• Gold standard assessment tools:
    – Autism Diagnostic Observation Schedule (ADOS)
    – Autism Diagnostic Interview Revised (ADI-R)
  • A comprehensive diagnosis takes approximately 2 hours to complete and should include:
    – Observations of your child
    – A thorough interview with parents/caregivers
  • It will entail a comprehensive discussion on developmental history of your child.
  • You should receive a detailed report
  • A diagnosis needs to be made as early as symptoms present clear diagnosis.
  • It is also important to remember that as a Spectrum Disorder: may be higher functioning or more challenged.

DIAGNOSTIC CRITERIA BASED ON DSM-5

Autism Spectrum Disorders (ASD) are neurological disorders featuring delayed or abnormal development in “social communication and interactions”; and “restricted, repetitive patterns of behaviour, interest, or activities”. It is a spectrum disorder in which their symptoms and severity vary widely across the core characteristic symptoms. It is defined by symptoms that appear before the age of 3 years old.

According to the Diagnostic and Statistical Manual of Mental Disorders 5 (DSM-5) – the golden standard for diagnosis – ASD is characterised by 2 core areas:

A) Persistent deficits in social communication and social interaction across multiple contexts as manifested by the following, currently or by history:
1. Deficits in social-emotional reciprocity
2. Deficits in nonverbal communication
3. Deficits in developing, maintaining and understanding relationships

 

B) Restricted, repetitive pattern of behaviour, interests or activities, as manifested by at least two of the following, currently or by history:
1. Stereotyped or repetitive motor movements, use of objects, or speech
2. Insistence of sameness, inflexible adherence to routines, or ritualized patterns of verbal or nonverbal behaviour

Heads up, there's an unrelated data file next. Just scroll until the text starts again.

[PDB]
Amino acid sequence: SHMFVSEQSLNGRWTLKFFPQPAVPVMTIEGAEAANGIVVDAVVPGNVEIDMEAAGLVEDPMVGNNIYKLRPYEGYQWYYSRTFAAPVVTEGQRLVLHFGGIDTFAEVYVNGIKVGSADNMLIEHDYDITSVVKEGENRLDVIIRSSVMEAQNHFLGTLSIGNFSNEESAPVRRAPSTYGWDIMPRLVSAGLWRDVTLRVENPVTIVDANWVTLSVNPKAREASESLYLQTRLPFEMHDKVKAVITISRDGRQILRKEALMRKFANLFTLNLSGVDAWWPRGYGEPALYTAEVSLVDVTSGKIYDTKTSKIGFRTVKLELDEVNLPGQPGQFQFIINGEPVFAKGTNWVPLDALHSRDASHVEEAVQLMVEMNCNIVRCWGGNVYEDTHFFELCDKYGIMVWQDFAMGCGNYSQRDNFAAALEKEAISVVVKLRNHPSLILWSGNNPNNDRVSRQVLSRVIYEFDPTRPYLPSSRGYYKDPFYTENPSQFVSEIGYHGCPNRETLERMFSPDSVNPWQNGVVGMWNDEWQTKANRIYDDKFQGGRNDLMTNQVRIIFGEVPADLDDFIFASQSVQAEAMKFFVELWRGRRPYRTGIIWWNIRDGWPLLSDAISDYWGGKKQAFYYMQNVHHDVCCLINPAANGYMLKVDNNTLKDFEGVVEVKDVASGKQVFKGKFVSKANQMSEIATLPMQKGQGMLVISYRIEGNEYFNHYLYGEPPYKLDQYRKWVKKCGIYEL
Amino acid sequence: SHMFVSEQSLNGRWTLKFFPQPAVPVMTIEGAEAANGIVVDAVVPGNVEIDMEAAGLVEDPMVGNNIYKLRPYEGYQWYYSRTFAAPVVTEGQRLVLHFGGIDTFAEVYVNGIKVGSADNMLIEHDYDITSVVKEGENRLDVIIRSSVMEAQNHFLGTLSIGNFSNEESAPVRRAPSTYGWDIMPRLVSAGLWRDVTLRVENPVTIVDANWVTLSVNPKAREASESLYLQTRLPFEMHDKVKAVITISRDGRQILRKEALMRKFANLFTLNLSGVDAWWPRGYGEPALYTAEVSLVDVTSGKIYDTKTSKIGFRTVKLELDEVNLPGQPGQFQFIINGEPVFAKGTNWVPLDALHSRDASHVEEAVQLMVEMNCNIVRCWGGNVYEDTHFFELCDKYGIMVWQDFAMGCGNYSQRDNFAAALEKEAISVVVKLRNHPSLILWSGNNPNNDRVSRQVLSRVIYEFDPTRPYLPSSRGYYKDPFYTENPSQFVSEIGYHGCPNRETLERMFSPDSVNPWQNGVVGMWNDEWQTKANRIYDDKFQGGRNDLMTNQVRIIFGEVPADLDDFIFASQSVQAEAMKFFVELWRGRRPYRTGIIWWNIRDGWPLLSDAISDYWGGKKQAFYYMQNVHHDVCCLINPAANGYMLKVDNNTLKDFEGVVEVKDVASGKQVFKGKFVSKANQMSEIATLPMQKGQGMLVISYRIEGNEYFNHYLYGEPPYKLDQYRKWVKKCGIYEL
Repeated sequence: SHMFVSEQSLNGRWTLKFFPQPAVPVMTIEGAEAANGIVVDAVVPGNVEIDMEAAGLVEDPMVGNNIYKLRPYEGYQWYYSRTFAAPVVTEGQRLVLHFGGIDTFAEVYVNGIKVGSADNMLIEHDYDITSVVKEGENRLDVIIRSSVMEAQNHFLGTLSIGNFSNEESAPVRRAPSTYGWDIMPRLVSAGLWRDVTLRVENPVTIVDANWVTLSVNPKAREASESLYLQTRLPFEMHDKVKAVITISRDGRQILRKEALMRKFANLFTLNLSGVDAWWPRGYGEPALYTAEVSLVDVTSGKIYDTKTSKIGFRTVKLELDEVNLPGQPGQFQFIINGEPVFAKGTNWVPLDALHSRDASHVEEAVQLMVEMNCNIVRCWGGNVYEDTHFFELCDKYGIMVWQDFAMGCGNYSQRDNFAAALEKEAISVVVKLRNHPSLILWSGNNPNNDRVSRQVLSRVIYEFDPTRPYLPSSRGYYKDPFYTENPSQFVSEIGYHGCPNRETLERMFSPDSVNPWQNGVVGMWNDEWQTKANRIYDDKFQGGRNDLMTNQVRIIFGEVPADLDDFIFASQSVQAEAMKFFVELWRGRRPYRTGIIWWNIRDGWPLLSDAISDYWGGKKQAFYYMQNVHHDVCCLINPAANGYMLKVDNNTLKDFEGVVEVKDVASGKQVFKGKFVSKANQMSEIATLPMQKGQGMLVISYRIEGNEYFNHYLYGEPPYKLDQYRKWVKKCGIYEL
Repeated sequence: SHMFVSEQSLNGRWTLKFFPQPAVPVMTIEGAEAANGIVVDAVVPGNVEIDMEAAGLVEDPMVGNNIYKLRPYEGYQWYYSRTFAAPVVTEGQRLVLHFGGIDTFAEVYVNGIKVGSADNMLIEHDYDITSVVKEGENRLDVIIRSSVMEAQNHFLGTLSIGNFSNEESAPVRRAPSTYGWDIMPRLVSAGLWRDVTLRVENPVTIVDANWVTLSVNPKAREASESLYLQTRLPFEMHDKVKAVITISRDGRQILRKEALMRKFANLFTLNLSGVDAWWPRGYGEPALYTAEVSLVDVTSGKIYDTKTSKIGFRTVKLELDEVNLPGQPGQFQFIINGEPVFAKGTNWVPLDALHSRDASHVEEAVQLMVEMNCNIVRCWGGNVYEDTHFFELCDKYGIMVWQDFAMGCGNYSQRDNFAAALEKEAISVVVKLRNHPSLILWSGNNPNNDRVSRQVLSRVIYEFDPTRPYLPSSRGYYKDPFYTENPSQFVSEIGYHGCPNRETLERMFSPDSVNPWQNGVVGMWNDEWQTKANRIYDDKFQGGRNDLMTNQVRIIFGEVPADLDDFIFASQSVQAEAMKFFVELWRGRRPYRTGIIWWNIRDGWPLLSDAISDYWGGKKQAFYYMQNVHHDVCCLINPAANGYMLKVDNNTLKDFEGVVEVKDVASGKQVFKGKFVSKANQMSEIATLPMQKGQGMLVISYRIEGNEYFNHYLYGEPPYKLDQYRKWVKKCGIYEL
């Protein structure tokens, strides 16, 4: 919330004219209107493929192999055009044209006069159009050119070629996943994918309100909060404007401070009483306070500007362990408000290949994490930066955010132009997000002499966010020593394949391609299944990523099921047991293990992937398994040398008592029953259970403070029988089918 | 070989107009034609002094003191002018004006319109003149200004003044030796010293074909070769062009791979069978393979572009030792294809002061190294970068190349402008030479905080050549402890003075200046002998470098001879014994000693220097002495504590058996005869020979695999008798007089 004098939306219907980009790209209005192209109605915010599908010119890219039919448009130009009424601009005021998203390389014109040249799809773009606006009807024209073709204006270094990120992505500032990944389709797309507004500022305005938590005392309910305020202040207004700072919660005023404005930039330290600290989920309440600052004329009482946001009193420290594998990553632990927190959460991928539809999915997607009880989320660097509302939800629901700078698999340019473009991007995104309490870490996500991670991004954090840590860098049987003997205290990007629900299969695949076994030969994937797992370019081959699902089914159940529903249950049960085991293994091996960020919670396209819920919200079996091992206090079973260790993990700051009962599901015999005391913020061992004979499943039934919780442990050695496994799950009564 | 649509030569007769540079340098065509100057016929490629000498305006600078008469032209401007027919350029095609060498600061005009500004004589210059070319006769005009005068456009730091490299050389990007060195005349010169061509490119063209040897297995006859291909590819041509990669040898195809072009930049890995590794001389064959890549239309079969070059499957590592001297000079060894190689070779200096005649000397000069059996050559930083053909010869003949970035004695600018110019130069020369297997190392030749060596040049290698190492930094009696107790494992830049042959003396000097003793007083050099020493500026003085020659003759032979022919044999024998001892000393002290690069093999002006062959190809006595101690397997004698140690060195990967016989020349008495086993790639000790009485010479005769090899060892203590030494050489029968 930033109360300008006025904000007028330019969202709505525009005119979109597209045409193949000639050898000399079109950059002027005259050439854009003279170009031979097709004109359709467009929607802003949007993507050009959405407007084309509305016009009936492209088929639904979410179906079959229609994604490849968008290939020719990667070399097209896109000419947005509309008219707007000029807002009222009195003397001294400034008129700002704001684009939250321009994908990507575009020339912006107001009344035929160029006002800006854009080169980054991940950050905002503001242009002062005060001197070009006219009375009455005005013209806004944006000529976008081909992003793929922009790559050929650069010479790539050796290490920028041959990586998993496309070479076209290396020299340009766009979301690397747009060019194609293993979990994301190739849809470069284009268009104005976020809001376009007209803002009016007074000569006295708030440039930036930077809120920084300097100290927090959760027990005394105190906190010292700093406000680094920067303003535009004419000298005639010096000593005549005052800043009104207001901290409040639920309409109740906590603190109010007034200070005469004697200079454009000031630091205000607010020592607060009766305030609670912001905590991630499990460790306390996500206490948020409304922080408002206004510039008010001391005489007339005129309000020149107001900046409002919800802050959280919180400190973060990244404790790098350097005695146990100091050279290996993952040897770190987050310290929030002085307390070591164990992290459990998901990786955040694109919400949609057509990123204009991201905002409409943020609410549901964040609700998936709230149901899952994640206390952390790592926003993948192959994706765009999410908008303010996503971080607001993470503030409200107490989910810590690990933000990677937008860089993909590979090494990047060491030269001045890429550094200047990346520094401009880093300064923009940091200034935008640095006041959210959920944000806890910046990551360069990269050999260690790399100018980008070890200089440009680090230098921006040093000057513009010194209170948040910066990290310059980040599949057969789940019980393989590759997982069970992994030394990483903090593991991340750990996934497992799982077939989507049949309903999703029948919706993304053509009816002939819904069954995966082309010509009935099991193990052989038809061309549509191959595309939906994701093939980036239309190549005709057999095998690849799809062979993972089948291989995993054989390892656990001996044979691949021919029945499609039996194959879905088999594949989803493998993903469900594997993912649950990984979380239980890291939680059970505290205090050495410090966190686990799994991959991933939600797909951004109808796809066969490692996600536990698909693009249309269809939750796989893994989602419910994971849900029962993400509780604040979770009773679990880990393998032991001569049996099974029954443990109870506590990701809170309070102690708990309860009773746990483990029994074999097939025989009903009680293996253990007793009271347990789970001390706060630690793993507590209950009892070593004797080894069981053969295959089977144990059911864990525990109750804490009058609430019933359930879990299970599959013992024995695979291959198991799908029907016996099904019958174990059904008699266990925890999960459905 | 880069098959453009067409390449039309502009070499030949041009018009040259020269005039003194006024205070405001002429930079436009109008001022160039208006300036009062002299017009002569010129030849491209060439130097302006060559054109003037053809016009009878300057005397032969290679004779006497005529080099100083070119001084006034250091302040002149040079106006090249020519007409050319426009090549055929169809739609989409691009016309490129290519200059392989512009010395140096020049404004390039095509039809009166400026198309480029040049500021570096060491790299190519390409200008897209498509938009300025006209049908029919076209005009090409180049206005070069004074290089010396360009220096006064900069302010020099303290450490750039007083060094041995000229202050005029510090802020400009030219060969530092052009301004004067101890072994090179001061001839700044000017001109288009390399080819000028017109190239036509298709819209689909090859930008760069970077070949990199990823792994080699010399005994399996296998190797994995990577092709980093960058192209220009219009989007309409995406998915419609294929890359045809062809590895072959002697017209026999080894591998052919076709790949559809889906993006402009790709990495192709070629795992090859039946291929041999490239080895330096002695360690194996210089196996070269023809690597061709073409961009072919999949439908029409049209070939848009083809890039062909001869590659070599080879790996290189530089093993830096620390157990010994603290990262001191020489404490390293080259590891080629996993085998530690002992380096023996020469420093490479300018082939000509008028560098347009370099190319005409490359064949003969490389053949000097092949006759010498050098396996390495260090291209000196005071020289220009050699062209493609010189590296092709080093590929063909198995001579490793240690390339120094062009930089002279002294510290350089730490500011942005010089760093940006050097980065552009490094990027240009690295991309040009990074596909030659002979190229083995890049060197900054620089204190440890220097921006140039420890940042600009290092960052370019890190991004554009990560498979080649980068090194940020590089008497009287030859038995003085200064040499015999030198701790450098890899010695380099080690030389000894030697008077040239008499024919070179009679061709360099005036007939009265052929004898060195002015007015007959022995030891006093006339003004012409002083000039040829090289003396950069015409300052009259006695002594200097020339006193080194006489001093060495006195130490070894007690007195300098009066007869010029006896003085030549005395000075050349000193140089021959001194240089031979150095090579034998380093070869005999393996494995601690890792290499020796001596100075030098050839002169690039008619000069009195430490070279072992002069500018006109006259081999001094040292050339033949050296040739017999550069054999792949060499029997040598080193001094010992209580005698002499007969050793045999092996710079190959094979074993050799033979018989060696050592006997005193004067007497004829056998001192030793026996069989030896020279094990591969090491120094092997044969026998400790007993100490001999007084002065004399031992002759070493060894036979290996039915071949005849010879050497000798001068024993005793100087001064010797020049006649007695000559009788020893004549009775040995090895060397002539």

3. Highly restricted, fixated interests that are abnormal in intensity or focus
4. Hyper or hyporeactivity to sensory input or unusual interest in sensory aspects of the environment

C) Symptoms must be present in the early developmental period

D) Symptoms cause clinically significant impairment in social, occupational, or other important areas of current functioning

REMEMBER, AUTISM IS A SPECTRUM DISORDER!

Jochebed Isaacs (2014)

References

American Psychiatric Association. (2013). Diagnostic and statistical manual of mental disorders (5th ed.). Arlington, VA: American Psychiatric Publishing.

National Institute of Child Health & Human Development (NICHD) (2013). What are the symptoms of Autism Spectrum Disorder (ASD). Retrieved from: http://www.nichd.nih.gov/health/topics/autism/conditioninfo/Pages/symptoms.aspx

Jochebed Isaacs (2014). What is Autism? [Power Point slides].

Robins, D. L., Fein, D., Barton, M. L. & Green, J. A. (2001). The modified checklist for Autism in Toddlers: An initial study investigating the early detection of Autism and Pervasive Developmental Disorders. Journal of Autism and Developmental Disorders 2001, 31(2) 131-144.